The rest of the day took us to three main places, but in two of the three I did not take many pictures.

First, we visited the City of David, the oldest part of Jerusalem.

The city of Jebus was heavily fortified by the Jebusites, and was not successfully captured during the initial conquest under Joshua. David finally conquered it, having said that anyone who does so would have to proceed through the "water shaft" (2 Samuel 5:8).

The hilltop city needed a water supply, which came from the Gihon spring in the Kidron Valley. The Jebusites had extended the city's fortifications out to an area above the spring, so they could get access to the water. None of those additional fortifications survive. An archaeologist named Warren found a tunnel down towards the spring, and assumed this to be the famous "water shaft". In fact, it seems it was not, so the "water shaft" may instead have referred to the "water works" - their fortifications were weakened where they had extended them beyond the natural hilltop. We may never know.

We do know that Hezekiah built a huge plumbing project to bring the water of Gihon inside the city walls. A 500m long tunnel survives to this day, bringing water at a gradient of no more than 1% from the Gihon spring to the pool of Siloam (now dry) inside the ancient city wall. We walked the tunnel, mostly calf-deep, occasionally thigh deep. I left my camera with those not walking through the tunnel, which is why this part of the trip had no pictures.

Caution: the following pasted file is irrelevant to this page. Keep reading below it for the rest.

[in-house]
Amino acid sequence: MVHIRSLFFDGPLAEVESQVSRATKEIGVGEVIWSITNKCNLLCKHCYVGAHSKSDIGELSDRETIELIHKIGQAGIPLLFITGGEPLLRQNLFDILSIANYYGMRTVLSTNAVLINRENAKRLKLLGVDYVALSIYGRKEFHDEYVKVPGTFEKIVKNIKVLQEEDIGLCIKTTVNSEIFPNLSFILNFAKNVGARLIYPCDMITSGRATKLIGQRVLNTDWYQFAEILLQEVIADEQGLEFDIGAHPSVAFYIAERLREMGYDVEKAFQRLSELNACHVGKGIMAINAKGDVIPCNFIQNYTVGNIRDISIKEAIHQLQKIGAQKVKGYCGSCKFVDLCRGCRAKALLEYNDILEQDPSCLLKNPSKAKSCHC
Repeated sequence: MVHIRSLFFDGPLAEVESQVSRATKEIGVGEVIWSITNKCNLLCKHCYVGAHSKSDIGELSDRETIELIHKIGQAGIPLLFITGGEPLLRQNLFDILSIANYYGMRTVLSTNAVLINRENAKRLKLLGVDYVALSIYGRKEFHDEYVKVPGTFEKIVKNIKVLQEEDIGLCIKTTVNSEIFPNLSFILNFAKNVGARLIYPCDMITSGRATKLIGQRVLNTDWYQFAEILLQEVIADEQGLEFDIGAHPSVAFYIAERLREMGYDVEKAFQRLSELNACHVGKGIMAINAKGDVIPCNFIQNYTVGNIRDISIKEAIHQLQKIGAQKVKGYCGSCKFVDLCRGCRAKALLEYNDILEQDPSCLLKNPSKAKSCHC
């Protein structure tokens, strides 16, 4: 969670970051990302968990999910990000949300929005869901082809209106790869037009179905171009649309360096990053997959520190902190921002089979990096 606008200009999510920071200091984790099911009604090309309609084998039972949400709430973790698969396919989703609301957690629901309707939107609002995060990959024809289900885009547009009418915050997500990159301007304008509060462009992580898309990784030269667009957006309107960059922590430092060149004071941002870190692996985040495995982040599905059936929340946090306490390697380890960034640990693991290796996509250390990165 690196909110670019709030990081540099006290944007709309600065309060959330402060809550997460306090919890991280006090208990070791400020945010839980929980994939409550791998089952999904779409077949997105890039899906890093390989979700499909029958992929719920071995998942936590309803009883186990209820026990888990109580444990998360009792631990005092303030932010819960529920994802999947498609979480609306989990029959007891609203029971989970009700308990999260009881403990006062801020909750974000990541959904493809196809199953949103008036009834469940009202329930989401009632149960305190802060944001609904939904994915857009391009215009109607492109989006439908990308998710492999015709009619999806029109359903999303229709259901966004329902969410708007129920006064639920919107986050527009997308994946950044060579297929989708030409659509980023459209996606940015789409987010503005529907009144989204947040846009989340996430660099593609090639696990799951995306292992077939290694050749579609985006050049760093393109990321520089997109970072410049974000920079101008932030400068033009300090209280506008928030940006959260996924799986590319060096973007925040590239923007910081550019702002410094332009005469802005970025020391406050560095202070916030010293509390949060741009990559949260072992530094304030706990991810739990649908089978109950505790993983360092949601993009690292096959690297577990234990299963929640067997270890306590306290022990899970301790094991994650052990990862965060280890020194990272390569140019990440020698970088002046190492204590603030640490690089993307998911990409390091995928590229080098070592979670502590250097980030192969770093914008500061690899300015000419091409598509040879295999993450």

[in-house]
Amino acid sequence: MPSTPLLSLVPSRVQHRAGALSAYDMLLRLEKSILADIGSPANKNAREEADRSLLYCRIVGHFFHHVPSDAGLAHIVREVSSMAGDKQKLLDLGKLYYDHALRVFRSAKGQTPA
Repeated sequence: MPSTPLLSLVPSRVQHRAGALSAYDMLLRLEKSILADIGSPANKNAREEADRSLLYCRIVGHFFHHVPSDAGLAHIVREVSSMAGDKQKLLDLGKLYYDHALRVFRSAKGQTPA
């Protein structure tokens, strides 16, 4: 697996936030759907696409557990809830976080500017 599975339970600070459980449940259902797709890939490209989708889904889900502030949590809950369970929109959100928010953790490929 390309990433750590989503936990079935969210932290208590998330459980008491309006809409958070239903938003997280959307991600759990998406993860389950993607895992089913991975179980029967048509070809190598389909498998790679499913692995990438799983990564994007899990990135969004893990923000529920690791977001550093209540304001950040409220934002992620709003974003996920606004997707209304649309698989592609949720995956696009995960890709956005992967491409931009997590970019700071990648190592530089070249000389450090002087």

As you climb back from Siloam to the entrance to the City of David Archaeological Park, you get a good view of the ruins of the palace of Helena of Adiabene, still being excavated.

The second scheduled site of the day was the Davidson Centre, which gives us access to the southern and western flanks of the temple site. This yields a number of treasures.

You get to see the huge size of the stones used by Herod when he expanded the temple site. These stones were the ones that impressed the disciples in Mark 13:1

You can see the Gate Beatiful where Peter and John went to pray in Acts 3.

You can see the remains of the arch that used to stick out of the western wall of the temple at the south-western corner, forming a gateway to the outer courts where worshippers would have bought sacrificial animals.

They would also have washed themselves in ritual bathes, going down one side and coming up the other cleansed.